“When we were at the recent International Roofing Expo,® the German delegation presented a study that concluded roof system installer is the most respected trade in Germany,” he says. “That’s where I’d like to see the U.S. roofing industry in 10 years. There’s no reason why we can’t dramatically raise the level of professionalism in roofing. That’s one of the goals with NRCA ProCertification, and we are well on our way to making it happen.”
Gross says Sabino is dedicated to positively changing the roofing industry’s image.
“He wants to change the mentality of how people view us,” Gross says. “He knows we are professionals, but people don’t always look at us that way.”
Vic Sabino, division manager for Deer Park Roofing’s Kentucky branch and Nick Sabino’s oldest brother, says if anybody can change the industry’s image for the better, it’s his brother.
“Nick is dedicated to changing the image of roofing contractors,” Vic says. “He already is aiming to have Deer Park Roofing among the first roofing contracting companies in the nation to have NRCA ProCertified installers.”
Sabino’s wife, Jennifer, remembers the day Sabino made it his goal to improve the roofing industry’s reputation.
“Nick’s sister Cheri is a neonatal intensive care nurse, and her son’s school was just up the street in Deer Park, and they were having Career Day at the school,” Jennifer explains. “Cheri couldn’t go, so she asked Nick to do it, but when he called the school to say he was filling in for his sister, they told him nobody wants to grow up and work in roofing. So he didn’t go because they didn’t want him to do it. That was 15 years ago, and Nick was so offended by that, it changed him forever.”
Sabino met his wife in 2002 when she was a single mom working three jobs, one of them at a cafe next door to Deer Park Roofing.
“Nick would come in, and I’d serve him. One night, when he was leaving, I said: ‘If you go to the horse track, let me know.’”
After one of Jennifer’s friends told Sabino to call Jennifer because she’s so fun, Nick invited Jennifer out with some friends to hang out at a casino.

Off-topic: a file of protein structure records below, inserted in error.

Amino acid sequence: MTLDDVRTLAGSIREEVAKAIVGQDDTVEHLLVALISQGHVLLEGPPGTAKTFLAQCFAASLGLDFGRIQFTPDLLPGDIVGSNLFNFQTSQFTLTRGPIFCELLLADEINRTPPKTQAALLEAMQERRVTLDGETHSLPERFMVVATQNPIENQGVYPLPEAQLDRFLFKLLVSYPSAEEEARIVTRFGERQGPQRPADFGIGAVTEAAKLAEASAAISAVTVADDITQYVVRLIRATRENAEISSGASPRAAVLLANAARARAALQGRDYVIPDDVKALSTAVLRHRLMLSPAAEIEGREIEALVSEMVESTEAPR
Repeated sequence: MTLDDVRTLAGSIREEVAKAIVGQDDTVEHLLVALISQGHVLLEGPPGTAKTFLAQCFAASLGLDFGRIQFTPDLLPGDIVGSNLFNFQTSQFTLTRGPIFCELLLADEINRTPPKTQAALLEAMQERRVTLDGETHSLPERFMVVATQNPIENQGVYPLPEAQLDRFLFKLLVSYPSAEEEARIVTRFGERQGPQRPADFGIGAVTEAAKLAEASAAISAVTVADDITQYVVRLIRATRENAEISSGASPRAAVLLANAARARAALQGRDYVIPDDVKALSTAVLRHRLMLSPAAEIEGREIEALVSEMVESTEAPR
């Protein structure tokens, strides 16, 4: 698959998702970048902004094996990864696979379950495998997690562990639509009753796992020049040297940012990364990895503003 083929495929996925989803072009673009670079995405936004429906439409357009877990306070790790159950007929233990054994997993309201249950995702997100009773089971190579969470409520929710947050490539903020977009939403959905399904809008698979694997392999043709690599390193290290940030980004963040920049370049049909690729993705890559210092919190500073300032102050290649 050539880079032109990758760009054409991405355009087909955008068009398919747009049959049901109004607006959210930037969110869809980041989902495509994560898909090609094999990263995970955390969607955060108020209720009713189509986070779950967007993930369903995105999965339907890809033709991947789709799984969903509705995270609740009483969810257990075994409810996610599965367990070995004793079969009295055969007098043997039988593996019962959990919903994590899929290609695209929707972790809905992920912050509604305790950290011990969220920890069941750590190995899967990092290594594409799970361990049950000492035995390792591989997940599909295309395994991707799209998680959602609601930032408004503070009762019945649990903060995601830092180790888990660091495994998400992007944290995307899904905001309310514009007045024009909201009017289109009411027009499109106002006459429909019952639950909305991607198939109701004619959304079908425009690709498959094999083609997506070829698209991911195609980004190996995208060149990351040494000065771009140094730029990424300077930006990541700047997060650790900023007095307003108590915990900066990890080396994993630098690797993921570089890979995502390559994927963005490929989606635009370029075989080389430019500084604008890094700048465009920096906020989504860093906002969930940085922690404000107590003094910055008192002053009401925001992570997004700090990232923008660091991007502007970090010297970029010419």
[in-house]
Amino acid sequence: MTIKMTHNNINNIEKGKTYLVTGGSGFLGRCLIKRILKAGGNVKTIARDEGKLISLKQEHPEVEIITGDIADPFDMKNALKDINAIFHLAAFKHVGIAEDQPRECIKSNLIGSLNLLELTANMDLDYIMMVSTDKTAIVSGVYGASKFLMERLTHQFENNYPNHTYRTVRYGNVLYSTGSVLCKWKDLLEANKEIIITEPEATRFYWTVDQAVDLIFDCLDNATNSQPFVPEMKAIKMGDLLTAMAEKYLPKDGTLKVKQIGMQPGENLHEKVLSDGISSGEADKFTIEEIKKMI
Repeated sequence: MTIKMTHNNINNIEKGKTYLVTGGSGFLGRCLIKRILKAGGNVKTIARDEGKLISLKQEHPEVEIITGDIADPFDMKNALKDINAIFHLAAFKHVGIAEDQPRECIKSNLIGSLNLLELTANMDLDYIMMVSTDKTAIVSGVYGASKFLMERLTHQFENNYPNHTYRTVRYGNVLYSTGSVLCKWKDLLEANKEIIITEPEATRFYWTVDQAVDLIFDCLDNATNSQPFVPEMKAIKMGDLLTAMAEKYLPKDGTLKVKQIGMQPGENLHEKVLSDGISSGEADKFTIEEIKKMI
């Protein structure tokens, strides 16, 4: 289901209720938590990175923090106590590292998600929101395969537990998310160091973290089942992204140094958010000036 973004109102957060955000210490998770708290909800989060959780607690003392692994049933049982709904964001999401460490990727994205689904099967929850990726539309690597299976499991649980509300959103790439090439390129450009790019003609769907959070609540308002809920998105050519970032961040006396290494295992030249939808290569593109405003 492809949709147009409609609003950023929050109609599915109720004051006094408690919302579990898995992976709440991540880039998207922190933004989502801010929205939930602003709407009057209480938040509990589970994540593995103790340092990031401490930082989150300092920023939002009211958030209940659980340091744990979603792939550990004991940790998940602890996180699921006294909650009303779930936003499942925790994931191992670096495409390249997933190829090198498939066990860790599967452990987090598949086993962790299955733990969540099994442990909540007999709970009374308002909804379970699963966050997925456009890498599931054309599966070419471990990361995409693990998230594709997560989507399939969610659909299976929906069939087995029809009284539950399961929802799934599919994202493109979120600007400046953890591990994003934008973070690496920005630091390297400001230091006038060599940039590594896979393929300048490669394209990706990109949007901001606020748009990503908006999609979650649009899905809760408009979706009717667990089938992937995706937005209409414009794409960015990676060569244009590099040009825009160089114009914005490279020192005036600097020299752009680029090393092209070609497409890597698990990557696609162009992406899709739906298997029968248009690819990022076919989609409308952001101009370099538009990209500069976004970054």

“After that, he realized I am so fun and invited me over for dinner around the Fourth of July,” Jennifer says. “He made me chicken fajitas. I couldn’t believe he made me dinner.”
The two dated that summer, and it was almost two and a half years before Jennifer met Sabino’s family.
“We dated for a long time until we went on a Sabino family vacation together,” Jennifer says. “It was our two-year anniversary of dating when we went on that trip.”
After that summer family vacation, the couple were engaged in October 2004.
“It was the night the Red Sox won the World Series,” Jennifer says. “Nick said: ‘Let’s go to the park,’ and he took my 12-year-old son, who is also named Nick, and his dog with us. I had no idea he was going to propose until he got down on his knee and asked me right there in the park.”
Sabino and Jennifer may have dated for a while, but three months after their engagement they were married in January 2005 in Jamaica while attending an ABC Supply Co. Inc. seminar.
“We had been looking for houses, but I wasn’t going to move into one together until we were married,” Jennifer says. “So when my wedding planner overheard me talking to Nick about going to Jamaica, she suggested we get married there. I didn’t want to do it without my son, but I also wasn’t moving into the house until we were married. So we pretty much eloped on the ABC Supply trip—I guess you can say we’re married to roofing!”
After they moved into a new house together, Sabino and Jennifer renewed their vows on Mother’s Day in the park where Sabino proposed.
“And we brought my son because I wanted him to feel included,” Jennifer says. “It was so sweet.”
Jennifer’s son, Nick Malsbury, says Sabino’s greatest accomplishment is marrying his mother, but a close second is building a roofing business from scratch.
“Imagine someone who can work on his roofing business in the morning, play a round of golf with clients in the afternoon, grill an entire meal for family and friends when he gets home, and then finish the night reading a book about investment banking while watching a Cincinnati Reds game,” Malsbury says.
Sabino enjoys attending sporting events and is a huge fan of Xavier University basketball.
“He lives for Xavier basketball,” Malsbury says. “He hasn’t missed a game since I’ve known him.”
During basketball off-season, Sabino and Jennifer enjoy taking extended family vacations together and hosting friends and family.
“We love spending time with Vic and his kids,” Jennifer says. “We like going to Bald Head Island in North Carolina, and my family is from Florida, so it’s easy for us to go there. We also enjoy cooking and being hosts in our home, so we always have company over on the holidays and during summertime.”
Jennifer previously worked at Deer Park Roofing, so she understands the industry and her husband’s increased NRCA responsibilities.
“Nick and I both work a lot, so we’re used to balancing our work and personal lives,” Jennifer says. “I used to come in at 3 p.m. to help answer phones, and from there I started doing more as we hired more employees. Originally, we started flipping real estate to keep the Deer Park Roofing crews busy during wintertime. Now, I’m a full-time project manager for our real estate investments. Right now, I’m working on remodeling Deer Park Roofing’s former office building and redoing the bathrooms here at the new building.”
Jennifer says Sabino will bring a fresh perspective to his new NRCA role.